If Derrick Rose isn't busy tonight, he might want to return to the United Center.
The Bulls' point guard could demonstrate to the Blackhawks how to respond to physical play.
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OK, so basketball isn't hockey. However, the Pacers did try to make it look like it was Saturday afternoon.
The rap against the Hawks has been that they didn't respond to the Canucks' physical play while going down 2-0 in their best-of-seven playoff series at Vancouver.
Nobody could accuse Rose of backing down after Saturday's 104-99 victory over Indiana in the first game of their first-round playoff series.
The Pacers tried to play the part of the Canucks. They banged Rose around. The difference is that he wobbled like an inflatable Benny the Bull, maintained his bearings and kept on keeping on.
Mostly Rose kept on keeping on to the foul line, sinking 19 of 21 free throws on the way to 39 points.
First of all, let's not kid ourselves that the physical play was as violent as 20 years ago, when NBA teams had enforcers with nicknames like McFilthy and McNasty.
Entire teams like the Detroit Bad Boys and New York Knickerknockers would try to menace opponents into uncontrollable weeping.
Indiana isn't all that threatening any more than Vancouver plays as roughly as the Original Six were while wielding sticks in the NHL.
Indiana's Tyler Hansbrough and Jeff Foster certainly aren't Dennis Rodman and Bill Laimbeer trying to make Scottie Pippen turn over his milk money or Anthony Mason and Xavier McDaniel trying to make Michael Jordan park in a handicapped spot.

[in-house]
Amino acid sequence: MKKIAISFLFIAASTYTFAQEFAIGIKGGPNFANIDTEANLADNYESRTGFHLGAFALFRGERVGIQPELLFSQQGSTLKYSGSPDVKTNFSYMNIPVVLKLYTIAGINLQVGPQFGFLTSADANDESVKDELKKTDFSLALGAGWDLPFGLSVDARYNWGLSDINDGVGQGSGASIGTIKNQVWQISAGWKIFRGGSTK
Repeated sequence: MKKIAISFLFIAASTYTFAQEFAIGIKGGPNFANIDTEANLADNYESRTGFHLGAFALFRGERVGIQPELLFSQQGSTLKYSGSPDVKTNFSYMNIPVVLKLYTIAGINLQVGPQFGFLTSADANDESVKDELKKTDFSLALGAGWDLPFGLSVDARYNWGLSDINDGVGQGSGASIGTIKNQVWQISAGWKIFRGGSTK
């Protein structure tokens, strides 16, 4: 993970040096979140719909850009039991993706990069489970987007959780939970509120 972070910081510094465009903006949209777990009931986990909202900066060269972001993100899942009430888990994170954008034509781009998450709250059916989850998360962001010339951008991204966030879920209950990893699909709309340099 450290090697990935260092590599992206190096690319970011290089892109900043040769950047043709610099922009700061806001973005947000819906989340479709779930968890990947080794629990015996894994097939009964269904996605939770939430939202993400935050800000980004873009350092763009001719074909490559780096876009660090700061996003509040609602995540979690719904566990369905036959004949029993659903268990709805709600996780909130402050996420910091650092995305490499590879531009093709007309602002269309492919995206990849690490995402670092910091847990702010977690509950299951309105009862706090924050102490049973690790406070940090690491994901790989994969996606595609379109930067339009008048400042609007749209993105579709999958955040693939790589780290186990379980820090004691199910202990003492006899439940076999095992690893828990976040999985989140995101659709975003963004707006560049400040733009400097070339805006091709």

The rules won't allow the roughest stuff in either the NBA or NHL anymore. Still, a more humane form of intimidation remains and Rose has indicated all season that he isn't about to be intimidated.
In the first half of Game 1, Rose retaliated verbally after Foster applied a hard foul to his upper body (excuse the hockey term, please).
In the second half, Hansbrough applied a harder foul. Bulls teammate Luol Deng got in Hansbrough's face, Indiana teammate Danny Granger got in Deng's face.
By traditional standards this was so mild it couldn't even be referred to as mumble turning to grumble.
It certainly never threatened to escalate to rumble.
Those Bulls-Pistons, Bulls-Knicks and throw in Bulls-76ers series always seemed on the verge of a riot. The current Bulls-Pacers' is like a pillow fight by comparison.
Anyway as all of us around here know, Derrick Rose is one tough basketball player. He's Chicago Public League tough, Park District playground tough and NBA in the Neanderthal era tough.
No, he isn't Sugar Ray Rose but he is fearless enough to withstand what the Pacers are dishing at him and to move on to the next possession.
Who can blame the Pacers by the way? Rose doesn't play fair, not with all his athlesticism, strength and creativity.
"How do you guard that?" Pacers' head coach Frank Vogel wondered out loud.
Nobody has been able to this season, so the Pacers and playoff opponents down the line shouldn't be expected to play fair either.
"I think with me working out with weights, I should be fine," Rose said and we'll take his word for it until the time he doesn't get up.
Meanwhile, tonight we'll see how the Blackhawks respond after first being battered and then being beaten by the Canucks in Vancouver.